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Building Frame Shearwall Height Limit on UBC Table 16-N

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When referencing the height limits for structural systems in UBC Table 16-N, what does the height limit mean? For instance for a building frame shearwall system where the typical framing is a coupled shearwall system extending to a "roof" level of 240'-4" above grade, but has a parapet extending an additional 4'-0" and elevator machine room and architectural concrete fin extending to 272' above grade. Would the height limit of 240' for the building frame shearwall system permit such a structure by being interpreted as the height limit for the particular structural system, with the extended machine room walls and architectural fin above the 240' level being considered additional masses to be lumped at the 240' level? Or, should the limit be interpreted to mean the highest point of the structure, or highest roof diaphragm level?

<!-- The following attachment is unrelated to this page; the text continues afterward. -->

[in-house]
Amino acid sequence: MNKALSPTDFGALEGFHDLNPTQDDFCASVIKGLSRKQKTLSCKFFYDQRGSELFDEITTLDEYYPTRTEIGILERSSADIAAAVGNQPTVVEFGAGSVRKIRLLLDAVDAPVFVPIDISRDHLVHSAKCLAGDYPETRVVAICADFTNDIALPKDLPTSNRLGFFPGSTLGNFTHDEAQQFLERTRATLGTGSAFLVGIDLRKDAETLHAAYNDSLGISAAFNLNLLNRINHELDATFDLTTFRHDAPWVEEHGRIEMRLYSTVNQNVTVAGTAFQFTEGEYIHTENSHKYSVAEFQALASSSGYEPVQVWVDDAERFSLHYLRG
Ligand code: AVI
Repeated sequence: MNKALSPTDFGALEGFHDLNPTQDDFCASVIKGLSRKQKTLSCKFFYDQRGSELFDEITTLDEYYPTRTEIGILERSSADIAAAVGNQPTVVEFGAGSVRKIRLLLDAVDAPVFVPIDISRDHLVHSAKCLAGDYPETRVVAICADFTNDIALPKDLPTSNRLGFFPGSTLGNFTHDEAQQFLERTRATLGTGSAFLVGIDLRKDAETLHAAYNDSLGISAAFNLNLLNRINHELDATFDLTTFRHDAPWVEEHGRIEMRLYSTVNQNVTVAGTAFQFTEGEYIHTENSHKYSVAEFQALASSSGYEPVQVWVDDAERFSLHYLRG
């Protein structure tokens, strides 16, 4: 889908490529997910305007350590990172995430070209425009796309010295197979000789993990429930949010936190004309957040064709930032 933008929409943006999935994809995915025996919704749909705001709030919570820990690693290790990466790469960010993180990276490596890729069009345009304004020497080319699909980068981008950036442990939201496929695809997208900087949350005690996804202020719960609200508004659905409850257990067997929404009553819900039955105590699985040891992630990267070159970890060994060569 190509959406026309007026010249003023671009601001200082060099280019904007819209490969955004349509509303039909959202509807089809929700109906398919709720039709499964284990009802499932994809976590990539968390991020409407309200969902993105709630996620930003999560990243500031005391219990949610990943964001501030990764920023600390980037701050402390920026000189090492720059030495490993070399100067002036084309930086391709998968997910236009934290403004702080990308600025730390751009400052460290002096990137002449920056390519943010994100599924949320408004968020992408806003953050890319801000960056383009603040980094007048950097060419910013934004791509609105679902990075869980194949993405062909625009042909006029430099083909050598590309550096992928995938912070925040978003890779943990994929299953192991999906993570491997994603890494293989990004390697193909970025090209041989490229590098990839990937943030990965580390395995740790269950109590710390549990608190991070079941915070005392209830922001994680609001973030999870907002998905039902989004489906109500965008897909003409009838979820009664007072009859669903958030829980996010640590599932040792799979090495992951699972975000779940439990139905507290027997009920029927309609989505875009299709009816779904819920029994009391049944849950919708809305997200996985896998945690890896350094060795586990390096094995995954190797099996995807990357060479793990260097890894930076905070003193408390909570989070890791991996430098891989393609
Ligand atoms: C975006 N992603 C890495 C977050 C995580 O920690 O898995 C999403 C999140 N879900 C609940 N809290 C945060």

The elevator machine room and fin are not small items for this particular project. They are both cast in place concrete and connect to the major lateral force resisting elements for the building. It is possible that these "stiff" shearwall type elements extending approximately 30 feet above the building frame shearwall height limit could have a stiffening effect on the coupled walls that comprise the main lateral load resistance for the building. (I.e. the so-called "top-hat" effect where stiff elements at the top of the building control the deflections of the softer coupled walls below.) In such a case, these elements may not be so "minor" in nature.

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